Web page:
Secondly, children have a much wider choice of hobbies than 30 years ago. “If you compare choral singing with any other hobby, you might find yourself thinking that a good choir sound means quite a lot of work and commitment. Nowadays, however, concentrating on something time-consuming is a rather tedious activity. After all, it’s very easy to start a new game on your phone when the last one went wrong, or to abandon a friendship that’s gone sour and hook up with new friends online. The child will choose a hobby where the result is achieved more quickly and with less effort,” Lumi said.
“Thirdly, it is difficult for families to understand the importance of rehearsal. Sometimes children do not come to the rehearsal because they are going to a friend’s birthday party on the only rehearsal day of the week, or because they are attending another event with their family on the same day. Parents may not always fully understand the effort it takes to bring a choir to the Song Celebration. The rehearsal is compared with every other event, and then they take part in whichever one seems the most fun at the time. But doing so could, in the worst case, deprive other singers of the chance to enter the Song Celebration as well.”
In addition to a sense of mission, Lumi is motivated by the fact that the choir is one of the most beautiful musical instruments and “playing” it is a great pleasure. “Through singing in the choir, many new friends have been found before us and will be found after us. I like a German proverb that says: if you hear singing somewhere, go there – there are good people! It’s always nice to be in the company of good people, and it’s great to have a common hobby – music and choir singing.”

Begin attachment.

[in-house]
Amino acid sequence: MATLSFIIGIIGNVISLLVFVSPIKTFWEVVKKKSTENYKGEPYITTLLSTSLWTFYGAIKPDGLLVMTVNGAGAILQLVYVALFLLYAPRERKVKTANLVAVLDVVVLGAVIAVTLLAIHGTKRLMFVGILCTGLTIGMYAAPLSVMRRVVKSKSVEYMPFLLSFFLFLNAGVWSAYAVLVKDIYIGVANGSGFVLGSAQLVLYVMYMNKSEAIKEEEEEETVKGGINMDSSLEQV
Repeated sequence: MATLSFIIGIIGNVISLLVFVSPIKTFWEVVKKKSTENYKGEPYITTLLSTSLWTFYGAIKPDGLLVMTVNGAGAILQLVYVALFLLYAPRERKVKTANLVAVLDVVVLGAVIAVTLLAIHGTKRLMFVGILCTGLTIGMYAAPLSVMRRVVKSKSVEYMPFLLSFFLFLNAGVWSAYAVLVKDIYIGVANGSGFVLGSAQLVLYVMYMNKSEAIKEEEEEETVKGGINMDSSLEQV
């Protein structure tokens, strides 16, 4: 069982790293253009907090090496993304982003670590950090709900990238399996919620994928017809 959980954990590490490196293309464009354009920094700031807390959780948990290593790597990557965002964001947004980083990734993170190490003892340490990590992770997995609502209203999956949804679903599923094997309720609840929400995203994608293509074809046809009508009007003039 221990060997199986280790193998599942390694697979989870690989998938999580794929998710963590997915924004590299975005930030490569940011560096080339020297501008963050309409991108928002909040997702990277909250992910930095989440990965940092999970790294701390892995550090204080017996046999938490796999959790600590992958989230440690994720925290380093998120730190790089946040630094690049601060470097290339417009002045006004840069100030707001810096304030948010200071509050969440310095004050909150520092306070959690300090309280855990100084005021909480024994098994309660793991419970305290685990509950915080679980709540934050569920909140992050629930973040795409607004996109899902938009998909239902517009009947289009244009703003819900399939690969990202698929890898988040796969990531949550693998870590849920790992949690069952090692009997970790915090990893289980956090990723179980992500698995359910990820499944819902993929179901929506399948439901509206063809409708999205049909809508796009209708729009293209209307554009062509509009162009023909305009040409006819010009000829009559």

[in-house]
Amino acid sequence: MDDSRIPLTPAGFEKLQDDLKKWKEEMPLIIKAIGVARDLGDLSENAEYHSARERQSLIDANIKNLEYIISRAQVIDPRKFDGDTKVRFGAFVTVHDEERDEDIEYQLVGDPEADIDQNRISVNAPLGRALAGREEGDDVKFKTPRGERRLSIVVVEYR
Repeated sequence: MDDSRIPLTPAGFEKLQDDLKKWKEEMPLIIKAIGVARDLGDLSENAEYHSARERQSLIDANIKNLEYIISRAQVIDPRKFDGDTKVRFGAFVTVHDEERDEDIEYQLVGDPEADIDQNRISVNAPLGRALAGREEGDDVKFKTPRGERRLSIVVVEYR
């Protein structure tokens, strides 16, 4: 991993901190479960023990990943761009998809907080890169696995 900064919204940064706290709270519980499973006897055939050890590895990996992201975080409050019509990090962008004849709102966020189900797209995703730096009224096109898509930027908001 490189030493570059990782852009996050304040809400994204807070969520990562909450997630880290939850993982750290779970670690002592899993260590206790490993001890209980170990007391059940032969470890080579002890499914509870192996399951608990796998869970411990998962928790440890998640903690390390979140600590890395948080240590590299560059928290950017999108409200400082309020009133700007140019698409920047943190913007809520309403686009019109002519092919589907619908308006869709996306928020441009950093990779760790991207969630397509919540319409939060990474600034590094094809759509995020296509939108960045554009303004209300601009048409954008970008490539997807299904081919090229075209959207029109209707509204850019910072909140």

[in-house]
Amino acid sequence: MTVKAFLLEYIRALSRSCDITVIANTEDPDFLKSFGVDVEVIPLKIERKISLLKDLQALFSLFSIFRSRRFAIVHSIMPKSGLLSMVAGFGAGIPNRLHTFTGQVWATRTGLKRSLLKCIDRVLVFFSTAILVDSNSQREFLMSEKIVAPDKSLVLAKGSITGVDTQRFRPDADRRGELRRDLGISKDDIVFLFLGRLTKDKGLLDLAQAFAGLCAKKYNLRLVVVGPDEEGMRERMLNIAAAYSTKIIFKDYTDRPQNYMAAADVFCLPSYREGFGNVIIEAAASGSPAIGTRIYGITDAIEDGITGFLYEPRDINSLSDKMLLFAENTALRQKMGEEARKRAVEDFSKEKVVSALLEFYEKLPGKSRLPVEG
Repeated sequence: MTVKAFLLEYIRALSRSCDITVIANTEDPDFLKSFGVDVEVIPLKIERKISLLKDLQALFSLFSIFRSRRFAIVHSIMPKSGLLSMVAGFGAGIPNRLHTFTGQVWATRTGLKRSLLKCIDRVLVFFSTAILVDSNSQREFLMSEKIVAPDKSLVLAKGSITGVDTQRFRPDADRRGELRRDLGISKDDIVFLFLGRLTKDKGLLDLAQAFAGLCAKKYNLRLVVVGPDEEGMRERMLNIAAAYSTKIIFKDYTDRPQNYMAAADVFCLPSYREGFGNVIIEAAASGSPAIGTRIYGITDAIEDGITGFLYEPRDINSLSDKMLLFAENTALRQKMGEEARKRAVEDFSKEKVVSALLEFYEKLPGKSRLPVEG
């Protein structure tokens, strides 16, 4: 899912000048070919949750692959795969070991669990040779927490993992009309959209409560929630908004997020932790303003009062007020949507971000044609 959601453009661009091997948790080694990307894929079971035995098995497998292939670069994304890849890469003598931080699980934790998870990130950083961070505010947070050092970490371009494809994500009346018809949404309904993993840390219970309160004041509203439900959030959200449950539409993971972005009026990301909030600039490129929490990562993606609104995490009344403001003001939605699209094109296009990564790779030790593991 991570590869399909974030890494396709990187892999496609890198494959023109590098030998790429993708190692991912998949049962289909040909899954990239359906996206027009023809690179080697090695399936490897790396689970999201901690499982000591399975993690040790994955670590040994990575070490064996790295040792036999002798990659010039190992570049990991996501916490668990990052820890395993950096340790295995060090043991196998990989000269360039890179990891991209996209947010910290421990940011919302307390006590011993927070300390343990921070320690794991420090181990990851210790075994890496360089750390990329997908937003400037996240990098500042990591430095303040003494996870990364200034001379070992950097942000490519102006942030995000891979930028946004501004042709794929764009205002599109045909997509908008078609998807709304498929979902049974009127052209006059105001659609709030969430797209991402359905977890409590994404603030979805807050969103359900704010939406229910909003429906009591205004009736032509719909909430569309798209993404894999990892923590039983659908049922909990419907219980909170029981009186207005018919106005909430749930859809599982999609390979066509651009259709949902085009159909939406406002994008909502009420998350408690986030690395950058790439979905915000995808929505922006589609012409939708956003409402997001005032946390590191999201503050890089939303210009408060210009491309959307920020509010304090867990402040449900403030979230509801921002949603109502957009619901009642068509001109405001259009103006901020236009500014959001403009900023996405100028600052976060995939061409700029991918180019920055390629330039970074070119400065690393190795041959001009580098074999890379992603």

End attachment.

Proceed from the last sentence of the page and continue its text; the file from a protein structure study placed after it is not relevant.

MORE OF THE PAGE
Singers and dancers with Estonian roots want to come to the celebration
Choirs from abroad also have to pass auditions to get into the celebration. So far, choirs have sent their first videos to the audition committee. In addition to Finland, choirs from Luxembourg, Sweden, Germany and Austria want to take part.
Kersti Seitam said three choirs were coming from both Sweden and Luxembourg. “Anneli Aken has been in charge of these choirs in Luxembourg for many years now and the children have moved from the pre-school choir to the children’s choir and on to the girls’ choir.”
Most of the choirs have already received their first feedback and can start planning their trip and rehearsing to be ready to send recordings of the whole repertoire to the committee in April.
Vaike Rajaste, who is coordinating with the dance groups abroad, said four dance groups from Latvia, the Netherlands, Belgium and the US have currently applied to participate. The main challenge for dancers is to put together a complete group, so the inclusion of a new type of family group has helped many. For example, a Dutch women’s group now wants to come to the Dance Festival together with their children.
For many Estonians living abroad, creating a dance group and participating in the Dance Celebration is a way to maintain and strengthen their ties with Estonia. “The language of the dance stadium is Estonian, and without understanding it, the patterns would immediately get mixed up. That’s why we can’t discount anyone, because the dance patterns are right there in front of the audience,” Rajaste said.